Searching for silver lining(s) in Georges St-Pierre vs Johny Hendricks controversial split decision at UFC 167

Stephen R. Sylvanie-USA TODAY Sp

Sometimes, controversial and outrageous split decision happens in mixed martial arts (MMA). And maybe that's not such a terrible thing in the grand scheme of things.

Last night (Sat., Nov. 16, 2013) at UFC 167 from MGM Grand Garden Arena in Las Vegas, Nevada, Johny Hendricks didn't really shock the world, but what astonished everyone was the end result.

Many mixed martial arts (MMA) fans gave Hendricks a good chance to upset long-time Welterweight deity Georges St-Pierre -- the closing odds had him at only a +175 under dog on most sites. To put that line in perspective, it was the lowest odds that there have been on a St. Pierre fight since B.J. Penn in 2009.

Therefore, it wasn't a shock that "Bigg Rigg" had a fantastic fight (watch full video highlights here) against "Rush" It was somewhat shocking to most of the MMA community that "Rush" had his hand raised at the end of what was a tough, competitive fight.

Ultimate Fighting Championship (UFC) President Dana White was thoroughly outraged and disgusted with the split decision (see scorecards here).

While the first couple of rounds were close -- and obviously the first round was the deciding factor on the scorecards -- nearly every media member scored it for Hendricks (myself included) as did many, many fighters and fans.

In case MMADecisions.com is still overwhelmed from the traffic, here is a screencap of how numerous live-bloggers scored it. Keep in mind, most of us also got that other controversial title fight, Jon Jones vs. Alexander Gustafsson at UFC 165, scored correctly.

Check it out:

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Looking at the live-blogging of the other SBNation sites, both Luke Thomas at MMAFighting and Brent Brookhouse at BloodyElbow scored it the same way I did with rounds one, two and four going to the American. For what it's worth, FightMetric's scoring (which is an admittedly inaccurate science) seems to agree with us and on the same rounds.

But, the people who are calling this a robbery? There's been a lot worse in MMA. And there's worse in boxing on almost a monthly basis, which doesn't make this result right and/or justifiable.

Just saying, this isn't exact, but the aforementioned FightMetric report is a good overall gauge of what happened, highlighting that the first two rounds were both very close. Quite frankly, I thought the first round was an easy Hendrix one, and it has that as the closer of the two.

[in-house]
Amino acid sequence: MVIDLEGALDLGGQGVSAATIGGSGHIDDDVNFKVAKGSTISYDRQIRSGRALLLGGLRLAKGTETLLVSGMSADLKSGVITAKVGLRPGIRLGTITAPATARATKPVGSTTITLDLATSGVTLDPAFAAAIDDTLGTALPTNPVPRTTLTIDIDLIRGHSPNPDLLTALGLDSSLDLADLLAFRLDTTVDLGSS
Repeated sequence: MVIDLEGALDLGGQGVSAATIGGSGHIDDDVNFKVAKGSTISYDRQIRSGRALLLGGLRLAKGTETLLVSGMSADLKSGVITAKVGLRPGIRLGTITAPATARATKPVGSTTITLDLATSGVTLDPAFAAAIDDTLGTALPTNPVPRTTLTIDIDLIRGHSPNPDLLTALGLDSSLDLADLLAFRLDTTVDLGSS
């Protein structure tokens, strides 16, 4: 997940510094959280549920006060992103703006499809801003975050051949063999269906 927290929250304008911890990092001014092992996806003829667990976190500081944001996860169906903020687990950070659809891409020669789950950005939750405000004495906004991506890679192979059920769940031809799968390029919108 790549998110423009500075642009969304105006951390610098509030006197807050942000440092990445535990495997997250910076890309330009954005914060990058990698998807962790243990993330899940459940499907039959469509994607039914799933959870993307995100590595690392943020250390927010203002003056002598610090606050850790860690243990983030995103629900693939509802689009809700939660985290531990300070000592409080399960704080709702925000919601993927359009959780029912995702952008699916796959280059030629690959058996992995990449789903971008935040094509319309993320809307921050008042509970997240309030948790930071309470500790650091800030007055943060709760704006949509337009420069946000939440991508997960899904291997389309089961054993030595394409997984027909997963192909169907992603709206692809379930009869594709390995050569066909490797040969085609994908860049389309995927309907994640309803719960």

It just underscores the cold hard reality that judging in combat sports is subjective and open to interpretation. Unfortunately, among the minority of people who didn't think that Hendricks won were two judges, Tony Weeks and Sal D'Amato, who were sitting ringside last night.

It's a shame, too, because it was a hell of a fight. And for the first time ever in the long, illustrious career of Georges "Rush" St-Pierre, someone stood toe-to-toe with the long-time pound-for-pound great and matched him in all aspects of MMA for five rounds.

Matt Serra caught him, Matt Hughes took it to him when he was younger, but neither of those fights heard a final bell ring. Hendricks wrestled, boxed and kneed him, matching one of the best this sport has ever had and all anyone is talking about is a dubious judges call.

That's a damn shame.

I plan on re-watching that fight and enjoying two athletes at the pinnacle of this sport fire back-and-forth for 25 minutes. In the end, this is the reason I watch UFC. When I watch title fights in this company, I'm watching the very best fighters in this sport attempt to topple each other in a one-on-one game of human chess.

They have almost no holes in their game and are constantly evolving and changing.

This fight was easily one of the Top 10 fights of the year in a year full of outstanding MMA, and regardless of the outcome, it should be celebrated as such. For the record, off the top of my head, I'd put it at No. 6 in 2013 to date, but that's neither here nor there.

It's a shame that St. Pierre will take some time off for his mysterious, undisclosed reasons because an instant rematch would showcase two of the very best unarmed fighting humans on the planet displaying their skills. Instead, one of them is bowing out and questions abound about what's next.

Perhaps that uncertainty -- along with potential corrective measures Nevada State Athletic Comission (NSAC) might take moving forward -- is the silver lining in all of this, making the rematch that much better if and when it is booked.

And all those wrongful others that hopefully never follow.

For more on the controversial fight between Georges St-Pierre vs. Johny Hendricks click here, here and here.

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